The Blitz scouts had performed various jobs during the air raids.  Each scout represented a different town that had been bombed.


Camp Strake first opened in 1943 and Troop 11’s participation in the regular camping program there was immediate.

In December 1943, the Men of First Presbyterian Church sponsored Rover Crew 1, with C.W. Gribble as Rover Leader.  Jon MacFerrin chaired the Crew Committee, whose members included Dolph Frantz, L.C. Hamblet, George Flinn, M.A. Hamrick, and J.R. Alexander.

The Rover program was for older boys, age 18-25.  A Rover Crew unit was primarily a service unit for the community and SHAC.

HISTORY:  1944

Troop 11 attended Camp Strake’s first summer camp in 1944.  Troop 11 would attend summer camp at Strake every year thereafter until 1957 when Troop 11 began attending El Rancho Cima summer camp.



Charles William Gribble, Jr. owned Gribble Stamp and Stencil Co. at 121 Saint Emanuel St.  He was born in Waco and came to Houston with his parents in 1906, residing in the  “South End.”  He joined First Presbyterian Church.

Bill Gribble’s gravitation to Houston’s growing scout movement was almost inevitable.  His business interestes, hi s church activities, and his acquaintance with the families in the South Edn caused him to become widely known.

Mr. Gribble’s interest in Troop 11 began from the troop’s reorganization in 1920.  He became assistant scoutmaster in early 1923 “… in order to assist Mr. Clapp.”  Mr. Gribble became scoutmaster in late 1923 after Mr. Clapp succeeded Mr. Brown as troop committeee chairman.

Mr. Gribble had style, enlarging upon many of ht esame personality characteristics with which Mr. Clapp had imbued Troop 11.  When Gribble was courting his wife Clara, he told her she could have all of his time except Friday night — that was Boy Scout night.

C.W. Gribble served as Troop 11’s scoutmaster for 23 years.  After taking over as scoutmaster, he steadily increased the size of the troop.  During the 1927 to 1931 period, Troop 11 registered from 60 to 75 boys each year.  Along the way, he became known as “Pop” Gribble.

“Pop” Gribble retired as active scoutmaster in 1945.  Clara Gribble said her husband finally retired when “…. he got too old to sleep on the ground.”  However, he continued to serve on the troop committee for another 23 years.  In 1945, Gribble became a member of the Executive Board of the Sam Houston Area Council.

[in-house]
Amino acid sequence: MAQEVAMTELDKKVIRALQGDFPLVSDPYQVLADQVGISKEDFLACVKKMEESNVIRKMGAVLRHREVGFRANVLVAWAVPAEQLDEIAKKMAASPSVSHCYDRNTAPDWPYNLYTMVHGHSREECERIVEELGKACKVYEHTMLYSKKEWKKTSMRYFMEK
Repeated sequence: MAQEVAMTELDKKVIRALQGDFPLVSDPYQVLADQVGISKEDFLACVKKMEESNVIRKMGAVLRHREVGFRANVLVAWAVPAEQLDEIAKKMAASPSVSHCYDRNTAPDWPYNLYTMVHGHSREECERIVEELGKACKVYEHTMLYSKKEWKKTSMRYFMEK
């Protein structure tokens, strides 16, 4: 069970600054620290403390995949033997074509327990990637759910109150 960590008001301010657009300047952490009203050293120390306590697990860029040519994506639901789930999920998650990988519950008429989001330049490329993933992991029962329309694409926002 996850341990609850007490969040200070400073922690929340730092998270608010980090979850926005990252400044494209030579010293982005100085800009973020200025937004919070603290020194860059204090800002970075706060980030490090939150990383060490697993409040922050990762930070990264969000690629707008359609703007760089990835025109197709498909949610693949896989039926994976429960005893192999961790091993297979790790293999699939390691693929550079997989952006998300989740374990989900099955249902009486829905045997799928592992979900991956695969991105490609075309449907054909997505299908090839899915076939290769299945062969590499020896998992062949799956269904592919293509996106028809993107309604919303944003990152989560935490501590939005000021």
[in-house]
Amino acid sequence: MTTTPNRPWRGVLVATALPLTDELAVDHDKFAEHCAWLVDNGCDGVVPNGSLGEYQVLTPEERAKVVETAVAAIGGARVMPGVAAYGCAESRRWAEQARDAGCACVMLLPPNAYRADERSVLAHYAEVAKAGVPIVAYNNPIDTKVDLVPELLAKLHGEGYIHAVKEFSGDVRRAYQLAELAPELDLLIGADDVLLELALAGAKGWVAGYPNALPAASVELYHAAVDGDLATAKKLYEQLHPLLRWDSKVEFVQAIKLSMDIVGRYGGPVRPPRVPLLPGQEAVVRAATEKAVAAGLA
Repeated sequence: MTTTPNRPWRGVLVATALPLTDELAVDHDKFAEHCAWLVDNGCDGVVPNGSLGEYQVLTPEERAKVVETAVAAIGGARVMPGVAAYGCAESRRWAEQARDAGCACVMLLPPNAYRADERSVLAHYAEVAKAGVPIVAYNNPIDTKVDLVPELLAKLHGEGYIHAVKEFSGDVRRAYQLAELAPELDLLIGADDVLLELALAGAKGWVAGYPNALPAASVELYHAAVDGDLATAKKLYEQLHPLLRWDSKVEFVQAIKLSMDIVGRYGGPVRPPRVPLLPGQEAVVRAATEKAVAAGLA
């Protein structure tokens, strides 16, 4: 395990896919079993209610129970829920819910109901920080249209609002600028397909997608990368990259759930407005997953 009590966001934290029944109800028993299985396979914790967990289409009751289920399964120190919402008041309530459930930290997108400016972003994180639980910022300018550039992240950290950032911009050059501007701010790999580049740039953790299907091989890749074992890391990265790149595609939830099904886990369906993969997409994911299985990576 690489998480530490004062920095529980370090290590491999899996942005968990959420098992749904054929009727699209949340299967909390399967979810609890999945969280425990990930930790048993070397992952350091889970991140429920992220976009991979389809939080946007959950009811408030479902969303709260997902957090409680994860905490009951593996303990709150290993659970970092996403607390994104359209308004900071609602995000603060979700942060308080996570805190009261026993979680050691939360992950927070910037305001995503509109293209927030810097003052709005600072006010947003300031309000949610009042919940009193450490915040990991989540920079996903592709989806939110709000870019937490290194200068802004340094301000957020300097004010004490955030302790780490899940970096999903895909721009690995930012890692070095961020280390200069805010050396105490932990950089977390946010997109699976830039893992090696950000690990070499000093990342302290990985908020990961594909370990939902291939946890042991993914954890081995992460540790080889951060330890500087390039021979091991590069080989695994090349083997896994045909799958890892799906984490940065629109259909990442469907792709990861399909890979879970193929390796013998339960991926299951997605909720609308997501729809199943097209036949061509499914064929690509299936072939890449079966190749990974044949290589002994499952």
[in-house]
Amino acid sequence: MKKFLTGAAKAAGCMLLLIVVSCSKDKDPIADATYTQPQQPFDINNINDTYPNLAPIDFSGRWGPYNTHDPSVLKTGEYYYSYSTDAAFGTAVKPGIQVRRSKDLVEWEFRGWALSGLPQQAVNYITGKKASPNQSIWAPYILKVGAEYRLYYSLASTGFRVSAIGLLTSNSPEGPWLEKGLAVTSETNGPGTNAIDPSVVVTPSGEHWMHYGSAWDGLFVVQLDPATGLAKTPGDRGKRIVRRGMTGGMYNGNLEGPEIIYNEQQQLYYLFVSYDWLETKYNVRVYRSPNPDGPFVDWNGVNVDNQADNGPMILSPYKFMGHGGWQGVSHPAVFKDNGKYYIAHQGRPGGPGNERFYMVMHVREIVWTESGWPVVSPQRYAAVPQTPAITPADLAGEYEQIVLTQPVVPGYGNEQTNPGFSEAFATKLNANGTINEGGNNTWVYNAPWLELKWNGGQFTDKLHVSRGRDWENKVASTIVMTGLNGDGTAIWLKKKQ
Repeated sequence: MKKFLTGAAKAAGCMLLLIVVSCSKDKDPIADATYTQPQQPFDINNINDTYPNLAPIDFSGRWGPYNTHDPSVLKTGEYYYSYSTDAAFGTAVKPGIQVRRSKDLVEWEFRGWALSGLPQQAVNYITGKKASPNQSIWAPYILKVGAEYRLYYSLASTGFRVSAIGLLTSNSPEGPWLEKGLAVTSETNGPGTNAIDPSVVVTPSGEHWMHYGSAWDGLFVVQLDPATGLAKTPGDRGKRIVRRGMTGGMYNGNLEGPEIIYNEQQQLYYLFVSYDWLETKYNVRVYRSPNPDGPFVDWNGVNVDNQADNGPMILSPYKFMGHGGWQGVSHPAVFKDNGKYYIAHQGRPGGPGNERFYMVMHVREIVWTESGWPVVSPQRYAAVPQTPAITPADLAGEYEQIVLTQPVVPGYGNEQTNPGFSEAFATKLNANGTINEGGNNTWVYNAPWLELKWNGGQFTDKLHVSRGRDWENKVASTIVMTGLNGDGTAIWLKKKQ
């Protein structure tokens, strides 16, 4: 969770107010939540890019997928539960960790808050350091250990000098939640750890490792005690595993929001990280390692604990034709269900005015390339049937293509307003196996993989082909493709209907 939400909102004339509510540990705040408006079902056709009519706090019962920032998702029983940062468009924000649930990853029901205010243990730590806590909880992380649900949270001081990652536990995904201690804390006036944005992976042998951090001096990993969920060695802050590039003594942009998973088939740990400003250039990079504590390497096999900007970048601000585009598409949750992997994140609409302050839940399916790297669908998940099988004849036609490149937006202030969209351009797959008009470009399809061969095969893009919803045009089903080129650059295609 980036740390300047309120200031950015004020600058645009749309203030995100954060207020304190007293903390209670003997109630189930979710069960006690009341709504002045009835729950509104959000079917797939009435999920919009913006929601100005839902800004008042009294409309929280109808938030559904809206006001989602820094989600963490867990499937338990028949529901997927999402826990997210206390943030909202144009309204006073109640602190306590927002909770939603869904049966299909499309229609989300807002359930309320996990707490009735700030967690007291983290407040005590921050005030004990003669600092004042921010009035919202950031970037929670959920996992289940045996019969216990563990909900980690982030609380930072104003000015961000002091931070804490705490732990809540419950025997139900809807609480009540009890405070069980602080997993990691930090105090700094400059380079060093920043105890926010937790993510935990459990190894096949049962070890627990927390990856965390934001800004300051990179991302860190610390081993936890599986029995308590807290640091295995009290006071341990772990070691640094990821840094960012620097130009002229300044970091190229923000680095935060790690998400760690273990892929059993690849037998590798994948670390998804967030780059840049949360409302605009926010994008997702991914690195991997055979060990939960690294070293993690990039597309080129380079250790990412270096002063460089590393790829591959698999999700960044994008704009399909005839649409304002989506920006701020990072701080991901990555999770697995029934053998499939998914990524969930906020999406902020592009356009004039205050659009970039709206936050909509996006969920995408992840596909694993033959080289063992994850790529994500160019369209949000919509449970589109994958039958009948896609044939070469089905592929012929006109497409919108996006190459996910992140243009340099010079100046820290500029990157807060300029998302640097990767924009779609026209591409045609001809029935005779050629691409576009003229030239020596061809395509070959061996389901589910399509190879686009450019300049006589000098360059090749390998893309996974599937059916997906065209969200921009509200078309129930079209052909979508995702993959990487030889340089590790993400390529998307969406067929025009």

Photo 19.  C.W. Gribble, Jr.


Hindsight several decades later enabled his former scouts to recognize the qualities that made Bill Gribble an outstanding scoutmaster.  His success was fundamental:  1) a great interest in boys and in nature, 2) and excellent tasting spoon combined with considerable aptitude for woods cookery, and 3) a much underrated managerial ability.

Mr. Gribble had an instinct for good field management, always stressing proper behavior and appearance.  With such a large troop, he could assign the older (more advanced) scouts to instruct and discipline the younger ones.  New scouts either caught the buoyant spirit of Troop 11 or went elsewhere.  Many of his SPL’s became assistant scoutmasters.

Mr. Gribble’s talents subtly combined to produce a busy, happy, well-fed troop (that showed good discipline when necessary).  Witness Bill’s continued pride in the victories and steady high troop ratings on the parade ground.  Bill could stomach almost any halfway justified criticism about his troop, except its appearance and performance on parade.  He was in his element when he had his long straight line of 60 or more scouts with their royal purple neckerchiefs ready to be turned over for either inspection or drill on Field Day.

The Houston Post quoted Bob Dawson as saying, “Mr. Gribble’s job involves stencils and rubber stamps, but his most important work has been impressing character onto the youths of our city.”


After Bill Gribble retired as scoutmaster in 1945, Kenneth Jack recruited Baker Lee Shannon to be Troop 11’s next scoutmaster.  Mr. Shannon remembered meeting Kenneth Jack one night at the church and hearing, “OK, you’re scoutmaster.”

Baker Lee Shannon had excellent qualifications.  He earned his Eagle rank in 1940; he belonged to FPC; and he was an active member of the troop committee.

Baker Lee Shannon served as scoutmaster until October 1948.  He lived at the YMCA and did not own a car.  His committment to Troop 11 was so great that he walked or took the bus to the troop meetings (held at First Presbyterian Church).


Although transportation was a problem, Troop 11 continued its tradition of monthly camp-outs, usually at Camp Hudson.  At the time, Camp Hudson seemed out in the middle fo nowhere.  FPC was always there for the troop.  Once, Reverend Matthew Lynn lent Troop 11 his car so they could go camping.

Photo 20.  Baker Lee Shannon, Scoutmaster 1945-1948.

Jack W. Lander, Jr. served as ASM of TRoop 11 from 1947-49, and later became president of the Sam Houston Area Council from 1984-85.  Baker Lee Shannon also received much help from Horace Oleson, a member of the troop committee; and from Oden Brooks, whose son Reed was a scout.